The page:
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March 19, 1982

A. B. VOLVO, Plaintiff,
The M/V ATLANTIC SAGA, her engines, boilers, etc., and Intercontinental Transport (ICT) B.V., Defendants

The opinion of the court was delivered by: POLLACK

Defendant M/V Atlantic Saga moves pursuant to Fed.R.Civ.P. 56 for an order dismissing the complaint against it on the ground that the complaint is barred by the applicable one year statute of limitations under the Carriage of Goods by Sea Act, 46 U.S.C. § 1303(6) ("COGSA"). Plaintiff A. B. Volvo ("Volvo") opposes the motion and cross-moves pursuant to Fed.R.Civ.P. 15 for leave to amend its complaint to add a party-Intercargo Aì ("Intercargo"). For the reasons stated hereafter, both motions will be granted.

Jurisdiction is predicated on this Court's Admiralty and Maritime jurisdiction, 28 U.S.C. § 1333.


 On February 14, 1978, plaintiff, a foreign corporation with an office and place of business in Sweden, delivered 14 unboxed Volvo cab chassis units and 866 unboxed Volvo automobiles to Intercargo, a common carrier, to be shipped aboard the defendant M/V Atlantic Saga from Sweden to the Port of Elizabeth, New Jersey. Plaintiff in its papers at one time contended that bills of lading were not issued, but at oral argument conceded that the contract for carriage between Intercargo and plaintiff stated on its face, and was in fact governed by, the terms of Intercargo's bill of lading.

 The M/V Atlantic Saga arrived in New Jersey on February 25, 1978. When the cargo was discharged, plaintiff discovered that a number of cars and chassis units were damaged, and informed Intercargo of the same. On November 6, 1978, Intercargo notified plaintiff that it would pay $ 2,294.65 in "full and final settlement" of the plaintiff's claim concerning damage to some of the cars but disclaimed liability as to the damage to 34 other cars and the 14 chassis units.

 Settlement negotiations then took place between plaintiff and its underwriters and Intercargo and its agent, Motorships, Inc. ("Motorships"). In the meantime a number of extensions to sue were granted. The first was granted by Intercargo to Volvo on January 18, 1979, up until August 25, 1979. Thereafter Motorships, as agent for Intercargo, granted an unbroken chain of extensions until November 25, 1981. These extensions were granted to Toplis & Harding, plaintiff's claim adjustor in the matter.

 Plaintiff filed suit on November 2, 1981 for the damage to the cargo. *fn1" Plaintiff inadvertently named Intercontinental Transport (ICT) B.V. as the charterer and served ICT directly at its office on November 10, 1981. ICT forwarded the summons and complaint to Atlantic Container Lines (ACL) because the vessel, the M/V Atlantic Saga, is owned by a Line in the ACL group. ACL forwarded the papers to Motorships on December 14, 1981, which in turn sent them to defense counsel for defendant M/V Atlantic Saga on December 17, 1981.

 ICT was dropped from the suit on January 21, 1982.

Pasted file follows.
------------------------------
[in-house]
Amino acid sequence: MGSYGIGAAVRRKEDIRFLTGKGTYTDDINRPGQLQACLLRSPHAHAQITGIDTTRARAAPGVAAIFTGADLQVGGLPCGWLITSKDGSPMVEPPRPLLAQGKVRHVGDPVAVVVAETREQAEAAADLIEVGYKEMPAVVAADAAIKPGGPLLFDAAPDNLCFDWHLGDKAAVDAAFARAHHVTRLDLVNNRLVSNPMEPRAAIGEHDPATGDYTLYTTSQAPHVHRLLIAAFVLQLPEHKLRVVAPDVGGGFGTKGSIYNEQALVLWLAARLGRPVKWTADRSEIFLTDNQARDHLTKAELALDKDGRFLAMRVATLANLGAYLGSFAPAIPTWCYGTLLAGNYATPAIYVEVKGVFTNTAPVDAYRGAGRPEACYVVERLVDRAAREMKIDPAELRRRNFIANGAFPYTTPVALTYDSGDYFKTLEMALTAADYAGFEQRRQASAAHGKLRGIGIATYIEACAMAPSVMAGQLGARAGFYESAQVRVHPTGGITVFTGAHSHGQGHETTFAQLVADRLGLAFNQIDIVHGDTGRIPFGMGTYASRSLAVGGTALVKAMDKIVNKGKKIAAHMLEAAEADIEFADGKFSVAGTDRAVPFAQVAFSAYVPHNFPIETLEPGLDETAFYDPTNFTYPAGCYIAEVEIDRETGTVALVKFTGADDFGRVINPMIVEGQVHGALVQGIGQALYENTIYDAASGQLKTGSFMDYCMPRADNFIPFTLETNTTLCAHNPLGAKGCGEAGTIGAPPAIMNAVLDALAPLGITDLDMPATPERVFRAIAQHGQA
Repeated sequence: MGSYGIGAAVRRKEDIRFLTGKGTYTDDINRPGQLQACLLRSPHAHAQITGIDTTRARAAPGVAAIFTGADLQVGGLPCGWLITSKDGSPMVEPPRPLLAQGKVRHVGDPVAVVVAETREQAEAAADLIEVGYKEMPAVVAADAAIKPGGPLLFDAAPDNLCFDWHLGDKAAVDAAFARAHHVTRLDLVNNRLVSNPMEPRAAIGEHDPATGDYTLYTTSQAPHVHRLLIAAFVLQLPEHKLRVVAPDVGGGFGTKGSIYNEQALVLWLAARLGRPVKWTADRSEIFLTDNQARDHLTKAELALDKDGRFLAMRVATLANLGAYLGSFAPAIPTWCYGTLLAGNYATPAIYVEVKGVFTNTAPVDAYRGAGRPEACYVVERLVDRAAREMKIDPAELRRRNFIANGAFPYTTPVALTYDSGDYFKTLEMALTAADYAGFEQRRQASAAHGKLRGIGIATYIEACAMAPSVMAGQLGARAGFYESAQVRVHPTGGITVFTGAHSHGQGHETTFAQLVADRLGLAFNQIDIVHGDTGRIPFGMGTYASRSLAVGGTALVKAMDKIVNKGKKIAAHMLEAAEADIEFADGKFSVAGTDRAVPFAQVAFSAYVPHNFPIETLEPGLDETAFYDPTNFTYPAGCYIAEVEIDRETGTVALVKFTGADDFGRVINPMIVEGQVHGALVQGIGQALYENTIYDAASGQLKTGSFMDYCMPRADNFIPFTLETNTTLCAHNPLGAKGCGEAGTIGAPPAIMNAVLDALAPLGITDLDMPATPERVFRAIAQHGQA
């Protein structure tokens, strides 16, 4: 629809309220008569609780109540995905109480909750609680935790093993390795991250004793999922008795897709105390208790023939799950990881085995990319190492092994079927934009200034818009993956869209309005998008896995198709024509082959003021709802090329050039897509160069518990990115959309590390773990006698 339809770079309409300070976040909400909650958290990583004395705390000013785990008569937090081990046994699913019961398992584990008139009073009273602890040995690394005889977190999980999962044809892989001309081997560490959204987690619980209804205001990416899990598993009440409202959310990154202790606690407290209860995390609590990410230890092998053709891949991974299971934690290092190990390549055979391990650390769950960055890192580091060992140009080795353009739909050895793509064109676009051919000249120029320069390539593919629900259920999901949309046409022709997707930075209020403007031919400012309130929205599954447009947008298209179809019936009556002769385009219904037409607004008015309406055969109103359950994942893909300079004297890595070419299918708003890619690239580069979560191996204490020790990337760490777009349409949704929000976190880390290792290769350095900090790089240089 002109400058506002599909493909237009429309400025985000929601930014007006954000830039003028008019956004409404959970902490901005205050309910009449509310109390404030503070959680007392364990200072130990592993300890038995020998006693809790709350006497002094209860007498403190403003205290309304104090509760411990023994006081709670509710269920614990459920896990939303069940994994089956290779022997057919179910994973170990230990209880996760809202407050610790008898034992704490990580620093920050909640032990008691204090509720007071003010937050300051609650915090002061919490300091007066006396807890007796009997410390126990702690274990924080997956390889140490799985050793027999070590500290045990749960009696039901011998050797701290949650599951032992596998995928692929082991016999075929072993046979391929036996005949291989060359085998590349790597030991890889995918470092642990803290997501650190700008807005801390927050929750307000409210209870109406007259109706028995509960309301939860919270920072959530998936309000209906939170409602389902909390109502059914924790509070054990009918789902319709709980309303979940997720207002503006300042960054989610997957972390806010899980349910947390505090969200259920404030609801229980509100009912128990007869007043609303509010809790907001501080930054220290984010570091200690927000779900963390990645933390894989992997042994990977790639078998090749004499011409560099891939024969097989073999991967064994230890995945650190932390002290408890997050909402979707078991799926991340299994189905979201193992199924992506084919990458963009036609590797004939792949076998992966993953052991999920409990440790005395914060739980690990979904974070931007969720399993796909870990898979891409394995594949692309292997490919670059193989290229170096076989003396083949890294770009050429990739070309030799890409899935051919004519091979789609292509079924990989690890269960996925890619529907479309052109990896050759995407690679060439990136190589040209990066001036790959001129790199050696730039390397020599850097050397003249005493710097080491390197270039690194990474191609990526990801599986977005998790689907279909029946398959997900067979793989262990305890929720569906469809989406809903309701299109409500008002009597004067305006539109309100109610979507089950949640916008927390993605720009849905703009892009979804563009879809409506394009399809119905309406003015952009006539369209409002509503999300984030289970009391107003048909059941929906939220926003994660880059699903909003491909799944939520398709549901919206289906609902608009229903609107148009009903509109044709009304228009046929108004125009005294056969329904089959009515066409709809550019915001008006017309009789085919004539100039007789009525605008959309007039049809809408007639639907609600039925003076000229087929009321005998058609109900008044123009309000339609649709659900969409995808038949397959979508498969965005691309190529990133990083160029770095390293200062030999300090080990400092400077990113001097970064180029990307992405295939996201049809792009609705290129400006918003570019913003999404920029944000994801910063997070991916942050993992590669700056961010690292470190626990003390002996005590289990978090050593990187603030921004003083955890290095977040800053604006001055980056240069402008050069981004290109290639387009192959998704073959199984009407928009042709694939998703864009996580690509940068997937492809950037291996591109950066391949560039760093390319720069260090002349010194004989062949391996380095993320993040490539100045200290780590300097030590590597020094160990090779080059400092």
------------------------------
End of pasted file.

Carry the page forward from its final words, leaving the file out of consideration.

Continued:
Defendant M/V Atlantic Saga correctly argues that the extensions granted by Motorships to plaintiff do not bind it as it in no manner authorized Motorships to grant extensions on its behalf. Waivers of COGSA's one year limitary bar are to be strictly construed. See, e.g., United Fruit Co. v. J.A. Folger & Co., 270 F.2d 666, 670 (5th Cir. 1959), cert. denied, 362 U.S. 911, 80 S. Ct. 682, 4 L. Ed. 2d 619 (1960) ("it is in the interests of all shippers and all carriers that when a steamship company grants an extension of the time for suit, in writing, before the running of the statute, specifically limited to a fixed and reasonable time, that the parties be able to rely on the terms of their agreement."). See also Italia Assicurazion, S.P.A. v. S/S "St. Olga", St. Olga Maritime Co., Ltd., 1974 A.M.C. 2209 (S.D.N.Y.1974), in which Judge MacMahon refused to apply an extension granted by the defendants to a party not named in the extensions.

 While plaintiff originally argued that COGSA did not apply as no bills of lading were issued, plaintiff's counsel conceded at the hearing that the contract for affreightment between Intercargo and plaintiff was specifically subject to Intercargo's bill of lading. Therefore, under the terms of the statute itself, COGSA applies, 46 U.S.C. § 1300, including COGSA's one year statute of limitations, § 1303(6). *fn2" As more than one year has expired from the time of delivery, February 25, 1978, until the filing of the complaint on November 2, 1981, the suit against defendant M/V Atlantic Saga must be dismissed.


 As previously set forth, plaintiff inadvertently named and served the wrong party as charterer, ICT, on November 10, 1981. The summons and complaint were received by Motorships on December 14, 1981. The parties do not dispute that Motorships is Intercargo's agent for purposes of service of process.

 The last extension granted to plaintiff expired on November 25, 1981. Thus Motorships, as agent for Intercargo, learned of the suit against Intercargo about three weeks after the time for filing suit against Intercargo had expired. The question is whether plaintiff should now be permitted to amend the complaint to name Intercargo as a defendant ...

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